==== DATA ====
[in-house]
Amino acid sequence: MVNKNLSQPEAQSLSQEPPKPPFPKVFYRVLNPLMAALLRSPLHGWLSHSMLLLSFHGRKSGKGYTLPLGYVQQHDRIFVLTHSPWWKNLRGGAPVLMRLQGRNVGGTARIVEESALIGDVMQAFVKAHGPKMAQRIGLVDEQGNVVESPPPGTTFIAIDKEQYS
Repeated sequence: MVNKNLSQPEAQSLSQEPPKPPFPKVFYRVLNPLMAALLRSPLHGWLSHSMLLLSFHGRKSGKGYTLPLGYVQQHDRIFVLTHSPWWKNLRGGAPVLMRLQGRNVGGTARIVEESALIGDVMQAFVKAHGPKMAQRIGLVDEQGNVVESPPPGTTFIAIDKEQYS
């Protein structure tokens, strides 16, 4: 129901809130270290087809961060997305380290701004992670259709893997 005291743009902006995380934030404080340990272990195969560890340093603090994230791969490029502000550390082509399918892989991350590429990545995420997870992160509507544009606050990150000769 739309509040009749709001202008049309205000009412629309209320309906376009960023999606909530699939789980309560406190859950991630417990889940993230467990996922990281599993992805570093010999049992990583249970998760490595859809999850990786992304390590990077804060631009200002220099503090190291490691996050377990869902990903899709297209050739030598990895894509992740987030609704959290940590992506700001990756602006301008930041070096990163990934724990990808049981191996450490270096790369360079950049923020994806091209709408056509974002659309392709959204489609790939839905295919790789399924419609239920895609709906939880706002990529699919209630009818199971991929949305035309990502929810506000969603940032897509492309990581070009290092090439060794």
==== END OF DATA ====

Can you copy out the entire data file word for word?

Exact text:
[in-house]
Amino acid sequence: MVNKNLSQPEAQSLSQEPPKPPFPKVFYRVLNPLMAALLRSPLHGWLSHSMLLLSFHGRKSGKGYTLPLGYVQQHDRIFVLTHSPWWKNLRGGAPVLMRLQGRNVGGTARIVEESALIGDVMQAFVKAHGPKMAQRIGLVDEQGNVVESPPPGTTFIAIDKEQYS
Repeated sequence: MVNKNLSQPEAQSLSQEPPKPPFPKVFYRVLNPLMAALLRSPLHGWLSHSMLLLSFHGRKSGKGYTLPLGYVQQHDRIFVLTHSPWWKNLRGGAPVLMRLQGRNVGGTARIVEESALIGDVMQAFVKAHGPKMAQRIGLVDEQGNVVESPPPGTTFIAIDKEQYS
């Protein structure tokens, strides 16, 4: 129901809130270290087809961060997305380290701004992670259709893997 005291743009902006995380934030404080340990272990195969560890340093603090994230791969490029502000550390082509399918892989991350590429990545995420997870992160509507544009606050990150000769 739309509040009749709001202008049309205000009412629309209320309906376009960023999606909530699939789980309560406190859950991630417990889940993230467990996922990281599993992805570093010999049992990583249970998760490595859809999850990786992304390590990077804060631009200002220099503090190291490691996050377990869902990903899709297209050739030598990895894509992740987030609704959290940590992506700001990756602006301008930041070096990163990934724990990808049981191996450490270096790369360079950049923020994806091209709408056509974002659309392709959204489609790939839905295919790789399924419609239920895609709906939880706002990529699919209630009818199971991929949305035309990502929810506000969603940032897509492309990581070009290092090439060794």